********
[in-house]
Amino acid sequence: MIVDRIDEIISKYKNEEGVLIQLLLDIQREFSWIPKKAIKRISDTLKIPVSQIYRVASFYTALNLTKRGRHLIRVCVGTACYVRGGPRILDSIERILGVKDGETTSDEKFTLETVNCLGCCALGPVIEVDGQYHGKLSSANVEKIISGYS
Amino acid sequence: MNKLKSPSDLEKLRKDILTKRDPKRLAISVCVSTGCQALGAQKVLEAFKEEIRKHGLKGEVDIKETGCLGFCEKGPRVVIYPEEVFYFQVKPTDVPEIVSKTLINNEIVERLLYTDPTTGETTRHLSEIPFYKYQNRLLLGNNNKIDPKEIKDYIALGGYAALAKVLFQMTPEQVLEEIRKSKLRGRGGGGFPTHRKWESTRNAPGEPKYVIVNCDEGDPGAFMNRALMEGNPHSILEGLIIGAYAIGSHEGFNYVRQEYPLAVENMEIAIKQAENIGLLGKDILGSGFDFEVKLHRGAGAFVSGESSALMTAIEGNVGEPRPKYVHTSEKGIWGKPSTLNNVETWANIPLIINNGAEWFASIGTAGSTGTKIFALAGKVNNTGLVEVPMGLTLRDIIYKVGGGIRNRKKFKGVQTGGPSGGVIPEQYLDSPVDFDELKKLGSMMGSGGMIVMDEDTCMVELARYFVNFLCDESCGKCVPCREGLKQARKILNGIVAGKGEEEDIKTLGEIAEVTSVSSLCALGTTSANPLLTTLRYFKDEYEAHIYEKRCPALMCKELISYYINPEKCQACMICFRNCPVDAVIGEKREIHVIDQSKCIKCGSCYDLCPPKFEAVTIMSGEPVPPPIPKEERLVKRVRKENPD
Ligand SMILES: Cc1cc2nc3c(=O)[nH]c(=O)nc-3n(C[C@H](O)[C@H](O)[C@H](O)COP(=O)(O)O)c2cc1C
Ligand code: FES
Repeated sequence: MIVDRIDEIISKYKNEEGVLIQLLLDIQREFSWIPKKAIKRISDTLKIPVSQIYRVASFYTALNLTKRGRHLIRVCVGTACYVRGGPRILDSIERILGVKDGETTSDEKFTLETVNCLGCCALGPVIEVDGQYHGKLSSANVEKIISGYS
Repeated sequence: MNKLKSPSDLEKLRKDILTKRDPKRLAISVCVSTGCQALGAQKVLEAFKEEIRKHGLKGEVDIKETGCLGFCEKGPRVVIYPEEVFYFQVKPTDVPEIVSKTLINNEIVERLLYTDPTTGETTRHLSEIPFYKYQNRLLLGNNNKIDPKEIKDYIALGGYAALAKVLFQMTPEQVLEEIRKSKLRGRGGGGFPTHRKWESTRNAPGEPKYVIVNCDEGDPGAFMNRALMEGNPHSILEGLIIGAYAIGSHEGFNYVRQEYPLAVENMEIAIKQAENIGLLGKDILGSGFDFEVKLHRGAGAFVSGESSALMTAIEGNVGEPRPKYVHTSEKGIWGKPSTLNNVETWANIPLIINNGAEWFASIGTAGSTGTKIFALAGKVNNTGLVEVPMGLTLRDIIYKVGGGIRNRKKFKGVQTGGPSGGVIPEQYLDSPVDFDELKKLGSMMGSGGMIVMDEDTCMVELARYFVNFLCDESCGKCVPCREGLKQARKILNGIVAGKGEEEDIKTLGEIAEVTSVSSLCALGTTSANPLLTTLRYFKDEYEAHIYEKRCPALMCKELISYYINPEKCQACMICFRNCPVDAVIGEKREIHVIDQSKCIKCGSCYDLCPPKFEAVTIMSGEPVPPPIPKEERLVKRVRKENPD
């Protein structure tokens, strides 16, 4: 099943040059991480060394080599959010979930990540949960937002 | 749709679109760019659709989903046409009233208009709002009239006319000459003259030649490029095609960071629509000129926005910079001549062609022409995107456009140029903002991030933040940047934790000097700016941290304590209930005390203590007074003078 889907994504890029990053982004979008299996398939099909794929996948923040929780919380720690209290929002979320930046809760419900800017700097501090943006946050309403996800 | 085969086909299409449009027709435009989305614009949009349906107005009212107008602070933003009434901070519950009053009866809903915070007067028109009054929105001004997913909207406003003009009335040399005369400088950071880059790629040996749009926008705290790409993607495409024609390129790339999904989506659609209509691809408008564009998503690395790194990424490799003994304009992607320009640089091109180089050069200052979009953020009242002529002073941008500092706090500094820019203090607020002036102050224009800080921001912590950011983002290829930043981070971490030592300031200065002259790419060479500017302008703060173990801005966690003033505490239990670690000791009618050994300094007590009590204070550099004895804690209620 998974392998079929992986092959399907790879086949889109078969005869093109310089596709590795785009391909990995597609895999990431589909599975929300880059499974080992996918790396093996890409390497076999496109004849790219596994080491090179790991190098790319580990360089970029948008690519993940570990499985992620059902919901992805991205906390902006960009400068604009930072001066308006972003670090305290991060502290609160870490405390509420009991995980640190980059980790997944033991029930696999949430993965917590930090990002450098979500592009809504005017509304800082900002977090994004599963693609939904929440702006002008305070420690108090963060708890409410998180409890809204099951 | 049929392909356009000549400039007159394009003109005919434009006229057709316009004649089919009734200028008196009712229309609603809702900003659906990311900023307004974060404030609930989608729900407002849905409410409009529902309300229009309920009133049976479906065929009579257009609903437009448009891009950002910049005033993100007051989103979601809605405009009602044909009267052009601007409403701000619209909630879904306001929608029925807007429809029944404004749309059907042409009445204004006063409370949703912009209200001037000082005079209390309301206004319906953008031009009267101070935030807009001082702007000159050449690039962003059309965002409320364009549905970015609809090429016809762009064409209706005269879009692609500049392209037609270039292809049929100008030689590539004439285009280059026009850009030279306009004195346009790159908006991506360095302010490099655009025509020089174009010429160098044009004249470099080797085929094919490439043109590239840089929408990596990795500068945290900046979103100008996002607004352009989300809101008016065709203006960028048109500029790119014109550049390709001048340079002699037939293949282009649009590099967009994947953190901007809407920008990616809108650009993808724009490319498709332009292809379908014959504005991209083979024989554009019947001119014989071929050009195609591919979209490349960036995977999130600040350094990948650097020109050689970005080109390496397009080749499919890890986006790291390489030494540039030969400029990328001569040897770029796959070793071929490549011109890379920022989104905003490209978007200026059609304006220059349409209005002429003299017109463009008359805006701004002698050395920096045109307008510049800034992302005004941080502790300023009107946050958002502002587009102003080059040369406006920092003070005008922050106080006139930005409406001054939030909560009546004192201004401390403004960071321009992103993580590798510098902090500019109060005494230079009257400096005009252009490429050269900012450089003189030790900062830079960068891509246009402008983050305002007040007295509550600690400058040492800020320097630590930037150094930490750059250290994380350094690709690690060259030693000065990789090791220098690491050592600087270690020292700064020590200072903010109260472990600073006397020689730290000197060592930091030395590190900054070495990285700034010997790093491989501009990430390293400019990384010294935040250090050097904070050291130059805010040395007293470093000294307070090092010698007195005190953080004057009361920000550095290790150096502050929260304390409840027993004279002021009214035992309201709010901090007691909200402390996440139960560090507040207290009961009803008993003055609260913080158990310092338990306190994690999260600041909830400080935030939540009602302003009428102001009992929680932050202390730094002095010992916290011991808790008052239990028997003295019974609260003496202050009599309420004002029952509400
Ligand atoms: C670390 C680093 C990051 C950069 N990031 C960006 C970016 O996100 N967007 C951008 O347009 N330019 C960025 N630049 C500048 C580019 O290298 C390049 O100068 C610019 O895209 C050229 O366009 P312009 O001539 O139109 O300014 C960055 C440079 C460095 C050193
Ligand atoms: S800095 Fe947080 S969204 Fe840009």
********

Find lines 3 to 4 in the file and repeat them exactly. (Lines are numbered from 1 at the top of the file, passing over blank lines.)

Amino acid sequence: MNKLKSPSDLEKLRKDILTKRDPKRLAISVCVSTGCQALGAQKVLEAFKEEIRKHGLKGEVDIKETGCLGFCEKGPRVVIYPEEVFYFQVKPTDVPEIVSKTLINNEIVERLLYTDPTTGETTRHLSEIPFYKYQNRLLLGNNNKIDPKEIKDYIALGGYAALAKVLFQMTPEQVLEEIRKSKLRGRGGGGFPTHRKWESTRNAPGEPKYVIVNCDEGDPGAFMNRALMEGNPHSILEGLIIGAYAIGSHEGFNYVRQEYPLAVENMEIAIKQAENIGLLGKDILGSGFDFEVKLHRGAGAFVSGESSALMTAIEGNVGEPRPKYVHTSEKGIWGKPSTLNNVETWANIPLIINNGAEWFASIGTAGSTGTKIFALAGKVNNTGLVEVPMGLTLRDIIYKVGGGIRNRKKFKGVQTGGPSGGVIPEQYLDSPVDFDELKKLGSMMGSGGMIVMDEDTCMVELARYFVNFLCDESCGKCVPCREGLKQARKILNGIVAGKGEEEDIKTLGEIAEVTSVSSLCALGTTSANPLLTTLRYFKDEYEAHIYEKRCPALMCKELISYYINPEKCQACMICFRNCPVDAVIGEKREIHVIDQSKCIKCGSCYDLCPPKFEAVTIMSGEPVPPPIPKEERLVKRVRKENPD
Ligand SMILES: Cc1cc2nc3c(=O)[nH]c(=O)nc-3n(C[C@H](O)[C@H](O)[C@H](O)COP(=O)(O)O)c2cc1C